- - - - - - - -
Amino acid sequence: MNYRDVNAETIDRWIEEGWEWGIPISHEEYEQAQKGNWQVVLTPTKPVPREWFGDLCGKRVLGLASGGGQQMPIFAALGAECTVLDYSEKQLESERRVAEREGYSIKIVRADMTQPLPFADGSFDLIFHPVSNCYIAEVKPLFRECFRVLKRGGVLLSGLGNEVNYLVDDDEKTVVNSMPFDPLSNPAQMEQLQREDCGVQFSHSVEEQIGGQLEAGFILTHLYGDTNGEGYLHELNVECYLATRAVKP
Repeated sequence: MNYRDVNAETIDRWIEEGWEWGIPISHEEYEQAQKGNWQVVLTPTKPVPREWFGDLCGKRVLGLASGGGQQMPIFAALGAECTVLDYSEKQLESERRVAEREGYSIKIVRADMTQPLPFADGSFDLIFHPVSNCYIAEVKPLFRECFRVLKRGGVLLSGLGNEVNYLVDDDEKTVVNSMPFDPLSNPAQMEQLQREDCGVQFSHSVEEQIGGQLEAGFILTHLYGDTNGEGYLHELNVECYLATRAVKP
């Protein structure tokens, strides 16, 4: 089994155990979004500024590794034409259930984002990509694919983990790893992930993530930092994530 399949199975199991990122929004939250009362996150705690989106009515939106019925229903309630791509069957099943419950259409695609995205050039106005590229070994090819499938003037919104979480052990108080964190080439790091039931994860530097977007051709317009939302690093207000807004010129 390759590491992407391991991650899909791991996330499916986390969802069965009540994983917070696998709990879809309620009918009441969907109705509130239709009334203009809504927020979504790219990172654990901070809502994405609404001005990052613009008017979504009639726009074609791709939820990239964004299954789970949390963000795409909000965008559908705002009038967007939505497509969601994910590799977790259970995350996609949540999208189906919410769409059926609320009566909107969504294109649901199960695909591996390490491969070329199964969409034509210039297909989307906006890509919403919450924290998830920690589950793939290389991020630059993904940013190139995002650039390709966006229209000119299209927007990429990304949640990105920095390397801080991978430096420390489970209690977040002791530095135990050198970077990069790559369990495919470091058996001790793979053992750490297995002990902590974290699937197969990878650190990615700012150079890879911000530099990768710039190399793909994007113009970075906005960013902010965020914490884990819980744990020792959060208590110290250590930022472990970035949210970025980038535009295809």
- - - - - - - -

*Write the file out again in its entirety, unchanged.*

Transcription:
Amino acid sequence: MNYRDVNAETIDRWIEEGWEWGIPISHEEYEQAQKGNWQVVLTPTKPVPREWFGDLCGKRVLGLASGGGQQMPIFAALGAECTVLDYSEKQLESERRVAEREGYSIKIVRADMTQPLPFADGSFDLIFHPVSNCYIAEVKPLFRECFRVLKRGGVLLSGLGNEVNYLVDDDEKTVVNSMPFDPLSNPAQMEQLQREDCGVQFSHSVEEQIGGQLEAGFILTHLYGDTNGEGYLHELNVECYLATRAVKP
Repeated sequence: MNYRDVNAETIDRWIEEGWEWGIPISHEEYEQAQKGNWQVVLTPTKPVPREWFGDLCGKRVLGLASGGGQQMPIFAALGAECTVLDYSEKQLESERRVAEREGYSIKIVRADMTQPLPFADGSFDLIFHPVSNCYIAEVKPLFRECFRVLKRGGVLLSGLGNEVNYLVDDDEKTVVNSMPFDPLSNPAQMEQLQREDCGVQFSHSVEEQIGGQLEAGFILTHLYGDTNGEGYLHELNVECYLATRAVKP
């Protein structure tokens, strides 16, 4: 089994155990979004500024590794034409259930984002990509694919983990790893992930993530930092994530 399949199975199991990122929004939250009362996150705690989106009515939106019925229903309630791509069957099943419950259409695609995205050039106005590229070994090819499938003037919104979480052990108080964190080439790091039931994860530097977007051709317009939302690093207000807004010129 390759590491992407391991991650899909791991996330499916986390969802069965009540994983917070696998709990879809309620009918009441969907109705509130239709009334203009809504927020979504790219990172654990901070809502994405609404001005990052613009008017979504009639726009074609791709939820990239964004299954789970949390963000795409909000965008559908705002009038967007939505497509969601994910590799977790259970995350996609949540999208189906919410769409059926609320009566909107969504294109649901199960695909591996390490491969070329199964969409034509210039297909989307906006890509919403919450924290998830920690589950793939290389991020630059993904940013190139995002650039390709966006229209000119299209927007990429990304949640990105920095390397801080991978430096420390489970209690977040002791530095135990050198970077990069790559369990495919470091058996001790793979053992750490297995002990902590974290699937197969990878650190990615700012150079890879911000530099990768710039190399793909994007113009970075906005960013902010965020914490884990819980744990020792959060208590110290250590930022472990970035949210970025980038535009295809």